First True Story-How to Gain Privacy and Reduce Tax

by | Mar 12, 2002 | Archives

Three true stories share sacred knowledge that can make you rich.

Dear International Friend,

A great benefit of our world travel and isolation at our farms in North Carolina and Ecuador is that we are mostly out of touch with the day to day world. When in the jungle or high mountains we do not have T.V., radio or printed news.

Regretfully when we come into town, once in awhile we make the mistake of picking up a newspaper and are reminded of the urgent need to find credibility and truth. For example I just read a recent issue of the Miami Herald. Here is just a brief example of what is called news.

#1: A Catholic Bishop resigned because he had sexually abused male students.

#2: President Bush targeted seven countries with nuclear weapons.

#3: A secret, high tech, U.S. military post is proud to have killed twelve men in Afghanistan who were riding in an SUV. These men were identified by an air drone and were selected to be killed because one of the men was wearing a white robe and turban.

#4: Barry Bonds finally agreed to a $90m million dollar contract after nearly a year's public arguing and dispute.

#5: Arthur Anderson, the Enron auditors, are being criminally indicted.

#6: Another stockbroker (the Phoenix Group) is indicted for stealing twenty million dollars from hundreds of investors.

#7 HBO is going to show pictures of World Trade Center victims plunging to their deaths and the aftermath of someone hitting the ground; a pool of blood and mangled hand.

I could even go on but the point is already clear. Here are leaders in religion, government, military, sports, accounting, finance and media showing such a lack of morality that we have to ask, who can we trust? Where can we find the truth!

This is one reason why yesterday's message outlined how Merri and I have been garnering knowledge from every sector of life to search for common threads of truth that survive the lies, dogma and hidden agenda so often promoted by the establishment.

One truth we found in this search is that doing what you love is the most important key to success. The three true stories shared here and in the next two days shows why.

First True Story

A dying sun-majestic orange-drops slowly, in its ancient rite, beneath the sea. The road darkens and an inky dusk shades this winding ribbon as itleads higher and higher, rising from the gloom of lush jungle into a chilled desert air.

Lome, Togo, in the dying heat of the day, on the rugged National Highway. Leading inland from the jungles of this African port, the road struggles a thousand miles upwards over five mountain chains through Togo and into the landlocked nations of Mali and Niger. Truck after truck struggles along the path, rusting, dented hulks, worn and well past their prime, but still hauling, overloaded, pushed by wearied, blurry eyed drivers. This mainstream of transportation is pushed past its limits, the trucks caked in dirt, running on cheap gas and worn out tires. They groan and grind slowly out of the jungle, up 500 miles of mountain into Dapong, Togo, half way through their journey.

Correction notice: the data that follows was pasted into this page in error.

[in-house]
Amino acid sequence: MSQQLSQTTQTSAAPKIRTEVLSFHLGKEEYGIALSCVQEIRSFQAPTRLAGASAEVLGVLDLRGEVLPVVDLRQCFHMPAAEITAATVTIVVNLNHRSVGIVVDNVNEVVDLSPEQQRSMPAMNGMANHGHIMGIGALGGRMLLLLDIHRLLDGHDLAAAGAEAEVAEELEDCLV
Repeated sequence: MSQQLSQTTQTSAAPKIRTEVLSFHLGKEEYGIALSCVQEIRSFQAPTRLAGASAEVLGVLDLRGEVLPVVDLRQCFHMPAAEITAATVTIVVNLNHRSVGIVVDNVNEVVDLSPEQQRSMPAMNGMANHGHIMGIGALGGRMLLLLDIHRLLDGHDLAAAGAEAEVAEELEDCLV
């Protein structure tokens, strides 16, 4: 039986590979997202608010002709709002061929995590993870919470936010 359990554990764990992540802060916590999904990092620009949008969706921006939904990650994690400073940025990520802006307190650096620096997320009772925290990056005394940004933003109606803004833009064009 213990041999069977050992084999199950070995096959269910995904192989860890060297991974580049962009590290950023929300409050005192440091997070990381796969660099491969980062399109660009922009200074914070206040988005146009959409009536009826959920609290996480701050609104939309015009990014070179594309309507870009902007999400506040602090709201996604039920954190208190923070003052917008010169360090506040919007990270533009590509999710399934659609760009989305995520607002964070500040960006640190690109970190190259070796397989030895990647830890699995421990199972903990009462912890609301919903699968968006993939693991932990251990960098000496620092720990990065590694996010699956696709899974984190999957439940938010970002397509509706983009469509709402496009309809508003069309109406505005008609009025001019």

This story shows how blending one's passion and lifestyle with the desire to serve can increase opportunity while adding asset protection and privacy at the same time. This story is about a couple who in the process of selling used tires and worn out shoes in Africa learned the ultimate form of financial privacy, wealth protection and tax efficiency, one of the seven keys to “everlasting wealth.

Because they matched their passions in life with their business, they were able to attain business success. Plus their African business matched their lifestyle so they created permanent wealth with increased privacy and enhanced protection of wealth.

Let me first be frank about the problems of confidentiality. The avenues for maintaining financial privacy have been enormously thinned. There has been a terrible onslaught against privacy in the western world. Tax authorities and other government agencies, led by the USA, have steadily and inexorably chipped at the very concept of keeping one's assets in unobtrusive ways. There is a growing attitude that financial privacy itself is something wrong.

This attitude shift creates a witch-hunt atmosphere and plays into the hands of government officials. Even worse new technology has improved the ability of these officials to make enormous invasions on our privacy.

Today regular use of lawsuits and aggressive abuse by tax collectors have made most businessmen and professionals (especially in the U.S.) feel that Big Brother really is watching. This fear has also steadily risen in other Anglo Saxon countries such as Canada, Australia and the UK. Continental Europeans (after the devastating intrusions of two Germanic invasions) have been a little less keen on exposing their wealth, but even there the tax authorities have slowly been tightening the privacy wrench.

Fortunately the same technology employed to strip our rights can also be used to gain enormous opportunity, privacy and asset protection as well. The same telephones, airplanes, computers and modern forms of communication that are being used by attorneys and government employees against you can also bring global opportunity to your doorstep.

Let's Get our Facts Straight.

To begin, let's separate the concepts of privacy, asset protection and tax savings. In the past thirty-three years of working with thousands of investors, I have learned that many confuse the three. Understanding the differences are important. There are many powerful tools that can be used to reduce tax and add asset protection that are not private. For example offshore trusts can delay income tax, reduce estate tax and dramatically enhance the safety of wealth. However under current laws these trusts are not private at all in many countries. In the U.S. for example it is entirely legal and effective to use overseas trusts for the above mentioned purposes, but reporting requirements are extensive. Trusts when properly used give tax and asset protection but do not necessarily provide privacy.